Argentina

Trinidad

and

Tobago

Venezuela

SOURCE: ASSOCIATED PRESS

On political violence

The context: On Oct. 26, police arrested a Florida man who is a fervent Trump supporter and accused him of sending more than a dozen mail bombs to prominent Democrats including Mr. Trump’s predecessor, Barack Obama, and his opponent in the 2016 election, Hillary Clinton. Mr. Trump hailed law enforcement for acting swiftly against “terrorizing acts” he called “despicable.” But he also faced criticism, including from some of the mail bomb’s targets, for inflaming American political discourse with his own angry rhetoric. Then on Oct. 27, a gunman shouting anti-Semitic threats stormed a Pittsburgh synagogue, killing 11 people. Mr. Trump denounced the attack and visited Pittsburgh to pay his respects on Oct. 30, but was met by thousands of protesters who said he wasn’t welcome there until he more clearly denounced the white nationalism behind the attack.

Story continues below advertisement

Oct. 30, 2018: Protesters demonstrate near Pittsburgh's Tree of Life Synagogue where President Donald Trump and first lady Melania Trump were visiting a memorial for the 11 people killed there over the weekend.

Matt Rourke/The Associated Press


Remarks at an Illinois rally on Oct. 27:

With what happened early today, that horrible, horrible attack in Pittsburgh, I was saying maybe I should cancel both this and that. And then I said to myself, I remembered … the New York Stock Exchange on September 11th, and the New York Stock Exchange was open the following day. …We can’t make these sick, demented, evil people important.

Remarks to reporters in Illinois on Oct. 27:

I remember what Dick Grasso did with the New York Stock Exchange and what happened on Sept. 11 and I said, you can’t let these evil people change your life, change your schedules, change anything.

No, the NYSE did not reopen the day after 9/11. In fact, the NYSE and Nasdaq exchanges remained closed until Monday, Sept. 17, the longest shutdown since 1933.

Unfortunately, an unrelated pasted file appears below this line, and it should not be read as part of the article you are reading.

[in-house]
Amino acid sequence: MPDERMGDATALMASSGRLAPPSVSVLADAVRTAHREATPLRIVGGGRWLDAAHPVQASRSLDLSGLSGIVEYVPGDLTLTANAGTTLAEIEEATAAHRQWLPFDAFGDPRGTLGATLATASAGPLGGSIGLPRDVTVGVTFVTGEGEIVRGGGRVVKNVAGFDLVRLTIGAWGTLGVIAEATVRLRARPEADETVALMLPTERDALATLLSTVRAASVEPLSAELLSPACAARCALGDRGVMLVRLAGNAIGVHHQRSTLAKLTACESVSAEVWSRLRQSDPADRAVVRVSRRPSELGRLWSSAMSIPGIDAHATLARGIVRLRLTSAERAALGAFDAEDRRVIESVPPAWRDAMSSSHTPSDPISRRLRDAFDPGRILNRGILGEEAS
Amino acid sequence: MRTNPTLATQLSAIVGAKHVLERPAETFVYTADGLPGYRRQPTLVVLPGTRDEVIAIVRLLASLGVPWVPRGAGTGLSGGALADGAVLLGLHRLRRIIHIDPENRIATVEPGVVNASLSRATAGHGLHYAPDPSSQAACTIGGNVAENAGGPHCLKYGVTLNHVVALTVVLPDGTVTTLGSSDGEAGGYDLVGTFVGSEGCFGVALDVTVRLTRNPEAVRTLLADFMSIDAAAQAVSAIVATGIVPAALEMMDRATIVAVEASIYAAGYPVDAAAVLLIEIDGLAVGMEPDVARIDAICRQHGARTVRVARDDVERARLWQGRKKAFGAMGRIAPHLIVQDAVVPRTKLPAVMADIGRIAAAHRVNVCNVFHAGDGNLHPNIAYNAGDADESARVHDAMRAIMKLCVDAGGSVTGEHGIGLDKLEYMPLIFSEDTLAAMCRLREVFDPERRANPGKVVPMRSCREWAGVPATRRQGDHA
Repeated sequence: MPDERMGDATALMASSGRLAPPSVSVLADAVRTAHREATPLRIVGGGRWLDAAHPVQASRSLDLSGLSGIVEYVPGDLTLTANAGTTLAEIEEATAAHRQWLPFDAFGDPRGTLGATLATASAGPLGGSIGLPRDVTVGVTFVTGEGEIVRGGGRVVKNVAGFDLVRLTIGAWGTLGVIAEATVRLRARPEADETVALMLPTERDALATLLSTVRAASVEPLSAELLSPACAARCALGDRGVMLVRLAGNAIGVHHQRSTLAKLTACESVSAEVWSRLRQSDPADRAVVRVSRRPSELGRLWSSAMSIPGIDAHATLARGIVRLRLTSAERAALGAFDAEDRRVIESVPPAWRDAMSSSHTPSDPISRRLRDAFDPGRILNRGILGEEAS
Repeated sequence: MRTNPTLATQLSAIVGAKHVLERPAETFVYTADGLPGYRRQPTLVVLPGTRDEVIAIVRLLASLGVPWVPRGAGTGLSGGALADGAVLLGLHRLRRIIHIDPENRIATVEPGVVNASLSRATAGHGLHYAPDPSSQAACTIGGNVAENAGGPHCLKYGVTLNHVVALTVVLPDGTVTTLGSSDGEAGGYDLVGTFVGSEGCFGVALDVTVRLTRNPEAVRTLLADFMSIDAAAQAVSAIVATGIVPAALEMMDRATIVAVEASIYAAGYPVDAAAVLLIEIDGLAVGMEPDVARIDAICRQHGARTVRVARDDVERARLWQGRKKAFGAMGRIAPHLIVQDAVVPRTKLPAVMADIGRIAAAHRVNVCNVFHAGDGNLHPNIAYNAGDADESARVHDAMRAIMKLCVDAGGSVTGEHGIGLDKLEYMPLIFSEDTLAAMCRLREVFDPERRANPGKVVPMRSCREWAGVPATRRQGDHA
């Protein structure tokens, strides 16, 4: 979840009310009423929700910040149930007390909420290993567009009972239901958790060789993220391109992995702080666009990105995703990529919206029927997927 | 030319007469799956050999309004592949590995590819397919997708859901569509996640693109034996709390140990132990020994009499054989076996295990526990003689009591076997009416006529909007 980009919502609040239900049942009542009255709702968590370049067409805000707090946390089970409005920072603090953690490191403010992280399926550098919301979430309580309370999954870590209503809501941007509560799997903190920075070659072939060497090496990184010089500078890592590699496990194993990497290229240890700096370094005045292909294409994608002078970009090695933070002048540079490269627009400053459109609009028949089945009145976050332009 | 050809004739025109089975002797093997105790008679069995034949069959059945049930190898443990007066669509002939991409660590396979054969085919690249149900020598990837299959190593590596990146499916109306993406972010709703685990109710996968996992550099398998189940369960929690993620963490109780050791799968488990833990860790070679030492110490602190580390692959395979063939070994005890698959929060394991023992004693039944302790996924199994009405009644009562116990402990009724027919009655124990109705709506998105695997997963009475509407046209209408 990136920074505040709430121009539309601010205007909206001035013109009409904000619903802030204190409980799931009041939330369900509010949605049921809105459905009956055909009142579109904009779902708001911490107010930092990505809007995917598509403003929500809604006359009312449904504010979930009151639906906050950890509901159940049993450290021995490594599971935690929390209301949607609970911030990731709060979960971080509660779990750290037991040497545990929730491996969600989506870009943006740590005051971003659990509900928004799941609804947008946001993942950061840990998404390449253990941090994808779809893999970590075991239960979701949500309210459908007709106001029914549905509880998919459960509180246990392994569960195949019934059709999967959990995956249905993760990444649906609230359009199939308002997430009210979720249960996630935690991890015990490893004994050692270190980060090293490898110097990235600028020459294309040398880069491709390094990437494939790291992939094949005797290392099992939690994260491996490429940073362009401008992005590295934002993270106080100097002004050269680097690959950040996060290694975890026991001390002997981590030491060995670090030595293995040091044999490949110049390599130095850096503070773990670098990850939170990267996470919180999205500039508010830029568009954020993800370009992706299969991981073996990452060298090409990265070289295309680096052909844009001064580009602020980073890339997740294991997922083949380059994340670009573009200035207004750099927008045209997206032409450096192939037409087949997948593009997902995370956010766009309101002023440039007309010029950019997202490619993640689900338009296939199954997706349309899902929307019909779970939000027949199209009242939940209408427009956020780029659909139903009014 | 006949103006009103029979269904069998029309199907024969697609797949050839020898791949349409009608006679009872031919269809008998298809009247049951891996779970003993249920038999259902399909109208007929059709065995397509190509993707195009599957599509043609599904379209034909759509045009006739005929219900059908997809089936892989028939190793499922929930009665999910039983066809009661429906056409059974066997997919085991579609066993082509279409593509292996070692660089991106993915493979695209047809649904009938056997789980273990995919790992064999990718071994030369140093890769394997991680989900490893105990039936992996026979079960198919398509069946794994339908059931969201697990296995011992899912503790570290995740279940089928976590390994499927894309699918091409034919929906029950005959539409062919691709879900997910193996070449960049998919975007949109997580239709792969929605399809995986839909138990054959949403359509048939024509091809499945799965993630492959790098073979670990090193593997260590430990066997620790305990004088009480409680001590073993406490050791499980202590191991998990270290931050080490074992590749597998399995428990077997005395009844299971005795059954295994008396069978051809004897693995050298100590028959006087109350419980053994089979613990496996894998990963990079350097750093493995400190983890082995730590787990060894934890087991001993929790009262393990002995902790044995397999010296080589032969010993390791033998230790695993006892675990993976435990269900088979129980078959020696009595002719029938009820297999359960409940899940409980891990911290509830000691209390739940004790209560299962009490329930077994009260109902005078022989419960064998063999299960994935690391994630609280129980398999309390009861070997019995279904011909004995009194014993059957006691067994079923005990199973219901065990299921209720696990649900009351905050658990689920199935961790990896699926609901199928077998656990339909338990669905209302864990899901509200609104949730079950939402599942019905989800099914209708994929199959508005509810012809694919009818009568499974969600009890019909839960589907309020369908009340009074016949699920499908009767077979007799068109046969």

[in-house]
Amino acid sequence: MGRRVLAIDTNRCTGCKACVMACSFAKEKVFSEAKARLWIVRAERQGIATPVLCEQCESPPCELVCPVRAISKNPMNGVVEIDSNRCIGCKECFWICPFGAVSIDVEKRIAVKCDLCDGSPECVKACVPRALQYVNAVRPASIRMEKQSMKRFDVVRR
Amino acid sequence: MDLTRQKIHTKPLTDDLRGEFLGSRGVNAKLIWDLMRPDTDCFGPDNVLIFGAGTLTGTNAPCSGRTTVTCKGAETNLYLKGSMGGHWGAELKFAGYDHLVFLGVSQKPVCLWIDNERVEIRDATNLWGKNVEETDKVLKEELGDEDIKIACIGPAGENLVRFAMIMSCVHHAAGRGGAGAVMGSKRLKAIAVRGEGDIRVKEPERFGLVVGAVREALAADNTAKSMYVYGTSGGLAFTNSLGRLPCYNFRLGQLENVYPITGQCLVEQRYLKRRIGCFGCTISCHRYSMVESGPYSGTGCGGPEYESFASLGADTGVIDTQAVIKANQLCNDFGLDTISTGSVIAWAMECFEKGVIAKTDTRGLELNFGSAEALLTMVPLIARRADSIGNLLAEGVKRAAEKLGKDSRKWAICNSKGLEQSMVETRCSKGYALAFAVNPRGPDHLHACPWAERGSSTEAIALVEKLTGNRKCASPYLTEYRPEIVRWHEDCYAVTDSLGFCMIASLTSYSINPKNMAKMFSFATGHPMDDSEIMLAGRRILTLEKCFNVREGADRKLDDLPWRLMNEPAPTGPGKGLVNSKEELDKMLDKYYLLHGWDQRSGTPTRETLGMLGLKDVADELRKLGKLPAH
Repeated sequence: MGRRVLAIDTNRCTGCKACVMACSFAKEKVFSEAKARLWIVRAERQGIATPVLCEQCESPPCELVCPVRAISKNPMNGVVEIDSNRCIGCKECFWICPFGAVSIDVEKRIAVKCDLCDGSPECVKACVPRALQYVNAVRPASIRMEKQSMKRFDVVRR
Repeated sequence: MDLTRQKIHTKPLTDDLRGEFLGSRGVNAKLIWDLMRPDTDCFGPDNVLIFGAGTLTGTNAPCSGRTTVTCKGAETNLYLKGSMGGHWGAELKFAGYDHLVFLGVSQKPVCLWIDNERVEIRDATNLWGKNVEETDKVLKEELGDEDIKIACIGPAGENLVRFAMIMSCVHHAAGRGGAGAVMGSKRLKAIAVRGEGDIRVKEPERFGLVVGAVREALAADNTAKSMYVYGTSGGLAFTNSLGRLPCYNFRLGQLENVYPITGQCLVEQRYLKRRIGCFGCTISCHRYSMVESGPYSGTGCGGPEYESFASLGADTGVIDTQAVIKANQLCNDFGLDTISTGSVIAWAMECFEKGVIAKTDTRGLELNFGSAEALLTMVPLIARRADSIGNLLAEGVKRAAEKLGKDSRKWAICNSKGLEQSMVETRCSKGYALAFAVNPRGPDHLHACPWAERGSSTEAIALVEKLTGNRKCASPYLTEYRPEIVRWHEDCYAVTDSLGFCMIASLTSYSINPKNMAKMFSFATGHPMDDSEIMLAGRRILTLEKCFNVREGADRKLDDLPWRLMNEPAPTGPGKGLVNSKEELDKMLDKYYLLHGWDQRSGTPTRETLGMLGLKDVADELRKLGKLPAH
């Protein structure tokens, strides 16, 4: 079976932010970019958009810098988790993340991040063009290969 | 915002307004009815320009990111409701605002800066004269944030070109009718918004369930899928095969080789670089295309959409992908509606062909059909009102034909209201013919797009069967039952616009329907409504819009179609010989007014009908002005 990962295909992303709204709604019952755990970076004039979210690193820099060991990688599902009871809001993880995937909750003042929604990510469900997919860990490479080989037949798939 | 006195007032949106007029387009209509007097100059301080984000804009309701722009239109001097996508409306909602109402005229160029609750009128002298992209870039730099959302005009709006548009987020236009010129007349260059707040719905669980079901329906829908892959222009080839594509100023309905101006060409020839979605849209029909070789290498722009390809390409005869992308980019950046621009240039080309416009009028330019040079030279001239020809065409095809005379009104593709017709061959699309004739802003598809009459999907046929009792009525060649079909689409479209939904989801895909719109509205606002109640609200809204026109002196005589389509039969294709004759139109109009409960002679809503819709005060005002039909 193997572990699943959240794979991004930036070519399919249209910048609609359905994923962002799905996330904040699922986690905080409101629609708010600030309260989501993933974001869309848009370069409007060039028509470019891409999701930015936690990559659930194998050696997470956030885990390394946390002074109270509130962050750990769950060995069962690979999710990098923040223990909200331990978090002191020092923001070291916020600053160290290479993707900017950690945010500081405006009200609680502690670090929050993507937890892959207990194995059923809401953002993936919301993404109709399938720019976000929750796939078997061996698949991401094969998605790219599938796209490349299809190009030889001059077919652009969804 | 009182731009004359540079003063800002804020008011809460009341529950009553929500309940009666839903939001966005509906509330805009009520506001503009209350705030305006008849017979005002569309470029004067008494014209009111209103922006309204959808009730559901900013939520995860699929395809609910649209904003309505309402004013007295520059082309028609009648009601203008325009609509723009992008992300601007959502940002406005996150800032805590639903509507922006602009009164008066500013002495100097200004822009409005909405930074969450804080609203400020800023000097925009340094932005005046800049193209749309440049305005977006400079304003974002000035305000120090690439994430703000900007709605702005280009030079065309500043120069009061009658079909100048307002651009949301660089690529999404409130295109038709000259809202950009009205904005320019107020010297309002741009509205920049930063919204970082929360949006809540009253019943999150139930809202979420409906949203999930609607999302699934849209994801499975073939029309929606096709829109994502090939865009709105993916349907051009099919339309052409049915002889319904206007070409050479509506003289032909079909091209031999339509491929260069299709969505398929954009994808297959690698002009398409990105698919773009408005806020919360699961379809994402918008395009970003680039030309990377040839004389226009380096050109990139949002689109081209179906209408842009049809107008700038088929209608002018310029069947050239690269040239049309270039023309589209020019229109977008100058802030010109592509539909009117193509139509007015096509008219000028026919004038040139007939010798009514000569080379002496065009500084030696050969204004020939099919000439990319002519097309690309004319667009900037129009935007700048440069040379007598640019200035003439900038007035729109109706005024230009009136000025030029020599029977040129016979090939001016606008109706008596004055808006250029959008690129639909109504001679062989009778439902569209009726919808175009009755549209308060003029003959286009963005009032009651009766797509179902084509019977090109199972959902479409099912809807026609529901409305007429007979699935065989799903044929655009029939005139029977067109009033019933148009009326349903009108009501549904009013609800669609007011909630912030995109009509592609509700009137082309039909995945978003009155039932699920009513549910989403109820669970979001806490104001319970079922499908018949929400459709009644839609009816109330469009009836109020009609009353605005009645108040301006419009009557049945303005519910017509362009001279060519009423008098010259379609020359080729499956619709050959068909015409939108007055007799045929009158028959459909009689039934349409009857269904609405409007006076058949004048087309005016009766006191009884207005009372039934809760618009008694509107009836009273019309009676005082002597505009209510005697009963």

Tweet on Oct. 26:

Republicans are doing so well in early voting, and at the polls, and now this ‘Bomb’ stuff happens and the momentum greatly slows - news not talking politics. Very unfortunate, what is going on. Republicans, go out and vote!

The facts: His use of “bomb” in quotation marks lent weight to conspiracy theories that Democrats and CNN were targeted as part of a liberal plot to drum up voter anger at Mr. Trump and fellow Republicans. There’s no evidence of that. Mr. Trump’s tweet bemoaned the diversion of attention away from the campaign by news organizations that shifted priority to the attack. Given Mr. Trump’s vow that no effort would be spared to bring the perpetrator or perpetrators to justice, it’s questionable whether the president actually believed the theory he seemed to be subscribing to in the tweet.

On voter fraud

The context: Mr. Trump – who won the Electoral College in the 2016 presidential election, but lost the popular vote – often asserts that voter fraud is a significant issue, but has not provided evidence of consequential fraud. After his election victory, the President convened a commission to investigate potential voting fraud, after alleging repeatedly and without evidence that fraud cost him the popular vote. But he disbanded the panel in January, blaming the decision on more than a dozen states that refused to comply with the commission’s demand for reams of personal voter data.

Nov. 8, 2016: A lone voter fills out a ballot at a polling station in the Terrace Park Community Building in Cincinnati during the U.S. presidential election.

John Minchillo/The Associated Press


Remarks at a Texas rally on Oct. 22: